Childhood vulnerability: An unfortunate outcome that needs immediate attention.

There is no singular definition for childhood vulnerability. A myriad of factors can make a child vulnerable. Public Health England states that there is no common definition for vulnerability. However, there are risks and poor outcomes stemming from individual characteristics. These include the impact of action or inaction by other people as well as physical and social environment. The aforementioned can make a child vulnerable. 

Causes of vulnerability on children

Furthermore, the OECD (2019) underlines various conditions that pose risks and create vulnerability for children’s physical, emotional and cognitive capabilities as well as development. These include factors such as age, mental and health difficulties. Also, being an immigrant or belonging to an ethnic minority, maltreatment and being in and out of home of care.

Additionally, globally, children face multiple forms of violence, abuse and exploitation.  In war ridden countries such as Palestine and Israel, children have faced the worst kind of abuse and violence. Taking from the Defense for Children International (DCI), a Palestinian human rights organisation focused on child rights, from 2005, six major military offensives in Gaza have killed at least 1,000 Palestinian children.

Also, for defenceless children to die as a result of matters they barely have an understanding on is a gross violation of children’s rights. It is failing children who would have not contributed in any way to the conflict yet suffer the most. Moreover, such heinous acts inevitably make children vulnerable. They are maimed, lose their shelter, families and lack access to basic needs such as food and water.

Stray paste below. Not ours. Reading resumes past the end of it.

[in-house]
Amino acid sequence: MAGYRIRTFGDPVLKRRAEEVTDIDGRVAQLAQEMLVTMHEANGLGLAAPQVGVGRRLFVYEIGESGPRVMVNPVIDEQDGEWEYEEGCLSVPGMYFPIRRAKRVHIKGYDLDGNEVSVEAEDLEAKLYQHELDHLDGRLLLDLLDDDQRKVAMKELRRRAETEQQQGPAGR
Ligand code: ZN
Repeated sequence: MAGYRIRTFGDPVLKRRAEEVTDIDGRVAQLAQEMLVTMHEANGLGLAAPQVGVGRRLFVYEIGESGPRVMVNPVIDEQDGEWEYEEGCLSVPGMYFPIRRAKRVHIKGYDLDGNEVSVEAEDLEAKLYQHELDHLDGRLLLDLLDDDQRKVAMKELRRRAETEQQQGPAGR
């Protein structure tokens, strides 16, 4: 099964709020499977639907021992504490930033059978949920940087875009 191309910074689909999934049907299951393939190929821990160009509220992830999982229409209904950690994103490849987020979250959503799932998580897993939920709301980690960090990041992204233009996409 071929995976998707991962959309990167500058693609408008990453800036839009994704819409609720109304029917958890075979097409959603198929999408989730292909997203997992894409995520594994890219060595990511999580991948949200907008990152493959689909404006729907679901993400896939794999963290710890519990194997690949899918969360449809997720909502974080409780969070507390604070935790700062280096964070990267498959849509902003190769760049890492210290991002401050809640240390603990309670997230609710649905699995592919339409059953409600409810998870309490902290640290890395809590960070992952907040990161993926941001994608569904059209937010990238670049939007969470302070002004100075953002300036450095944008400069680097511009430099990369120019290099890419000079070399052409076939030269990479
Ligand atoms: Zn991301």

How to curtail vulnerability

Notably, in less extreme conditions such as war, children can also be vulnerable even in their homes or schools. In that regard, the UNCRC (1989) exhorts governments to take preventive and protective measures against all forms of child maltreatment. This is while supporting parents in child rearing through institutions and facilities. Furthermore, Organisation for Economic and Community Development (OECD) and 44 non-OECD countries provide for child vulnerability. This is through legislations, policies across health, education, child protection, juvenile justice and labour.

Further, it is apparent that vulnerability amongst children is the driving force behind all forms of protection through laws and policies. Children’s rights can easily be violated if there is no accountability on whether they have access to education, health and other basic needs.


Finally, vulnerability is a complex matter that comes in different forms and circumstances. Children can be seen as inherently vulnerable because of their age. Also, the hardships that children face both in the private and public sphere result in childhood vulnerability, an ever-growing problem. Therefore, concerted effort from different stakeholders to promote and uphold children’s rights and improve the lives of children will see no children being left behind in child protection and welfare programs.

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